Doug K 01.06.20 at 9:22 pm

I read Blyton as a boy in South Africa, graduating from Noddy to the FF and SS books. They were definitely a gateway drug to reading. Never even heard of Mallory Towers oddly, may be due to a lack of sisters.

Read the updated Noddy goblin-replaced-golliwog ones to my boys. They never really took to these stories, Artemis Fowl was their preferred fantasy (it has a strong female character, though a fairy).

Just watched the 2016 Swallows and Amazons movie, which is rather a botch, except for the casting of Nancy. Seren Hawkes was a terrific Nancy and I wish they’d made more faithful adaptations of the S&A stories..


Helen 01.06.20 at 10:59 pm

You have all neglected my favourite childhood genre – pony books! They’re full of excellent female characters, who exhibit strength of character, rehabilitate rogue ponies, rescue neglected ponies, overcome hardships of various kinds and of course are kind to animals and other people. There were generally one or two female villains as well, usually portrayed as having more money than talent, who would generally lose the winning rosette to the struggling heroine or whatever.
Norah of Billabong station, an early 20th century series, is super awesome but holy moly, is that ever a series to approach cautiously re. how much you’d expose to your kids. A portrait of rich white colonials in all their blissful ignorance if ever there was one.
Christina of K.M.Peyton’s Flambards series.
The female protagonists in Frances Hodgson Burnett’s books – Secret Garden, Little Princess.


Helen 01.06.20 at 11:02 pm

…Oh, I forgot – going back even further in time – Edith Nesbitt’s Judy, in Seven Little Australians and Judy and Punch. In Edwardian Australia, this fierce little proto-feminist dumps her little brother on her military dad so that he has to do the unthinkable – childcare. In Judy and Punch, she goes on the road. Of course, with this much fire in the belly, she had to be killed off.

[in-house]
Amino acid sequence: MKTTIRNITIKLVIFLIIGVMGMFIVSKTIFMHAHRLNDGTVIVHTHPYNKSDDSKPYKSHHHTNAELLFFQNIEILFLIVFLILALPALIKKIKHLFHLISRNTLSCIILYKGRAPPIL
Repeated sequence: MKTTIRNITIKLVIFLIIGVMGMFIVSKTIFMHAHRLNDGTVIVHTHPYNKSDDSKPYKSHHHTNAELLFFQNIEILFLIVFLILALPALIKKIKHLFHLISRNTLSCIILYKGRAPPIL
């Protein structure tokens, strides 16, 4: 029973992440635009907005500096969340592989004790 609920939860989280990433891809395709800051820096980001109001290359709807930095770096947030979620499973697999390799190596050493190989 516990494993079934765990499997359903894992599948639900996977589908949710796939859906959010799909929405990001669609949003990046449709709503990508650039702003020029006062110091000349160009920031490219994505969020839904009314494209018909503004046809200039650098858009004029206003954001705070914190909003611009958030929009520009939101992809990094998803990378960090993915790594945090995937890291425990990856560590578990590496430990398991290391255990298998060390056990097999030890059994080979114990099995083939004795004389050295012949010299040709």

SamChevre 01.07.20 at 1:25 am

I’m American, so didn’t grow up with Enid Blyghton–but an English consultant (who was very Indian) I worked with gave me a copy of “Five Go on a Strategy Away Day”; I’m not sure which of the writers would like it best, but it’s hilarious.


Joey 01.07.20 at 12:15 pm

I too loved Enid Blyton, and the Hardy Boys, and Amazon Adventure , etc. My parents never discouraged reading of any sort and I think that that was the right way to go. That said, there was a point when I was around 14 and I had not read anything particularly literary and my mother suggested I read Anna Karenina “for a change”, which resulted in a kind of turning point for my reading habits.
I remember reading a few years ago the results of some survey of readers which found in practice that there were really only two kinds of readers, “low brows” and “omnivores”. That seems to indicate that the “high brow” reader is almost entirely a myth.


oldster 01.07.20 at 7:14 pm

Helen @14 —

Perfect — that’s exactly the sort of thing that I was aware of not knowing: a whole genre of female-centered literature that I simply had not read.

I wonder, come to think of it, whether the US-based “Babysitters Club” series was a bit like that?

(These are whole genres predicated on deep structural gender-biases, like “girls take care of babies,” or “girls like ponies,” but the upshot is that within those circumscribed premises there is a rounded world of female characters, heroes and villains and everything in between, all interacting with each other, with male roles distinctly peripheral and Bechdel-approved. It’s a paradox, init?)